The Foreman, however, earns Marlow’s respect for being a good worker. Marlow admires the way the Foreman ties up his waist-length beard when he has to crawl in the mud beneath the steamboat to do his job. (Having a waist-length beard in a jungle environment can be seen as another act of madness, even from an efficient worker.) Section I of the novel ends with Marlow speculating on how Kurtz would do his work. But there is a larger sense in which the themes of work and responsibility figure.

Marlow says, “I don’t like work-no man does-but I like what is in the workthe chance to find yourself.” It is through the work (or what passes for it) that Kurtz does in Africa that his moral bankruptcy is revealed. For himself, Marlow emerges with a self-imposed duty to remain loyal to Kurtz, and it is this responsibility that finally forces him to lie to Kurtz’s fiancée.

Moral Corruption

The book’s theme of moral corruption is the one to which, like streams to a river, all others lead. Racism, madness, loneliness, deception and disorder, doubt and ambiguity, violence and cruelty-culminate in the moral corruption revealed by Kurtz’s acts in the Congo. Kurtz has cast off reason and allowed his most base and brutal instincts to rule unrestrained.

He has permitted the evil within him to gain the upper hand. Kurtz’s appalling moral corruption is the result not only of external forces, such as the isolation and loneliness imposed by the jungle, but also, Conrad suggests, of forces that lie within all men and await the chance to emerge. Kurtz perhaps realizes the depth of his own moral corruption when, as he lays dying, he utters, “The horror! The horror!”

Marlow feels this realization transferred to himself and understands that he too, living in a lawless state, is capable of sinking into the depths of moral corruption The savage nature of man is thus reached at the end of the journey, not upriver, but into his own soul.

One prime theme of Conrad in Heart of Darkness is colonialism and its effect on the Whites and the nonwhites. In the narration of Marlow, Conrad mentions the Roman conquest and thereby establishes the truth that colonialism existed since the early period of human civilization. In the novel, Kurtz, who is extremely hungry for the power and position, colonizes the interior of Africa called Congo.

An individual’s lust for wealth and possession, and a desire to suppress others can create colonialism. In the name of civilizing and educating the natives, Kurtz is exercising his immense power to dominate them: physically, economically, and even sexually. He justifies his deed under the cover saying that he is bringing light in the lives of savages, but the irony is that he is overshadowed by the darkness of his own self, the primitive self.

The two symbols that the narrator mentions ‘the sword’ and ‘the torch’ refer to the ruthless force and the denial of the native culture by the pseudo light of civilization. Marlow’s aunt has an idealistic opinion of imperialism. She is pleased and overjoyed thinking that she has become one part of the mission of civilization by sending Marlow as a ‘worker’ to the service of the trading Company. She is of the opinion that the major objective of the colonization is to civilize the nonwhites of the interior of Africa.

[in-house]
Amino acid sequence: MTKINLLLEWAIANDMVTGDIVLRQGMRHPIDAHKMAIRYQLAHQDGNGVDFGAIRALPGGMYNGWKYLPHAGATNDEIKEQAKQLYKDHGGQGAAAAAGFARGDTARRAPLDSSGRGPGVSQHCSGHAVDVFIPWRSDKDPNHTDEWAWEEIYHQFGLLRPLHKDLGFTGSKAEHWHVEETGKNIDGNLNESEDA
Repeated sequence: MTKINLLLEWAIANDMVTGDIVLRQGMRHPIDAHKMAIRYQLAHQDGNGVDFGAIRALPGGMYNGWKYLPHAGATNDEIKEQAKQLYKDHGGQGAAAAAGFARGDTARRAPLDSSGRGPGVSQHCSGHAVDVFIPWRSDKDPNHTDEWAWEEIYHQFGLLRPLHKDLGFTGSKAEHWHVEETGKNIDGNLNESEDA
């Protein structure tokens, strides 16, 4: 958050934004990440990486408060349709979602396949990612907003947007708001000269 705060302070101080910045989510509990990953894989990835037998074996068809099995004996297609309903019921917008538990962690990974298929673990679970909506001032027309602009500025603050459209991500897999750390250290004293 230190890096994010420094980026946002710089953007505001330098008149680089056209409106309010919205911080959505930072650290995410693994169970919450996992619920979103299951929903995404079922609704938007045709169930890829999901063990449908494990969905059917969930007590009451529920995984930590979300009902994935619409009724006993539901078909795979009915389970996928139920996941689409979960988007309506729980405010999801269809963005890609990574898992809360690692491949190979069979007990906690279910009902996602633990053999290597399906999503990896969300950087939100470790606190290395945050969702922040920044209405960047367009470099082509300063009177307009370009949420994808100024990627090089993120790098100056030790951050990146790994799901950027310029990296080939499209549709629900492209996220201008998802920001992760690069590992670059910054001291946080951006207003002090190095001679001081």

Another equally important theme is a journey to self-discovery. Heart of Darkness is undoubtedly the story of a journey within. Marlow’s journey and Kurtz’s journey to Congo, and African Country is basically a journey to the Congo of our mind. Literally speaking both Kurtz and Marlow reached Congo at different times in their life. The novel narrates the journey to Congo. By narrating the outer journey to Congo the novelist indirectly hints at the inner Journey.

It is said that everyone carries within him/her own Congo. As an outer Congo is full of fear, terror, savagery and forces of temptation, so is our Congo full of dark forces. To reach the bottom-line of our inner Congo it is, according to Conrad, necessary to make an outer journey to literal Congo. Our Congo is a manifestation of inner Congo. By reaching a geographic Congo by making an outer journey, it is possible to reach the center of our inner Congo. Kurtz descended into the subconscious.

But he failed to take control of it. He failed to handle the operation of dark forces from the level of his subconscious. Kurtz unconsciously descended into the realm of the subconscious. That is why he can’t return from it. On the contrary, Kurtz was devoured by the dark forces in the subconscious. Marlowe’s journey within is somewhat different. Unlike Kurtz Marlow descended into the subconscious with full awareness with a strict sense of self restraint and with a sense of unflinching and unwavering loyalty to a standard of norm.

That is why he did not become a puppet in the hand of subconscious forces. He made an inner journey cautiously because he had made a cautious outer journey to Congo. Due to his durable moral goodness, Marlow even tried to save Kurtz from his inner malaise.

Conrad blends many of his recurrent themes in Heart of Darkness. Chief among them are the education of a young man in search of the meaning of self and society in an ambiguous universe, the solitary and necessary reliance upon self, the oppositions of the values of civilization and savagery as well as their intersections, and the oppositions of appearance and reality and of innocence and experience replete with the tensions inherent in those eroding oppositions that blur at times into sameness.

In blending all of these themes into his narrative Conrad also molds them into his habitual and overarching theme of tale-telling, the communication of experience and a sense of reality, the ruminations of a narrator attempting to sort out reality so that his listeners may see it, and the power and imperfections of language as the instrument of thought.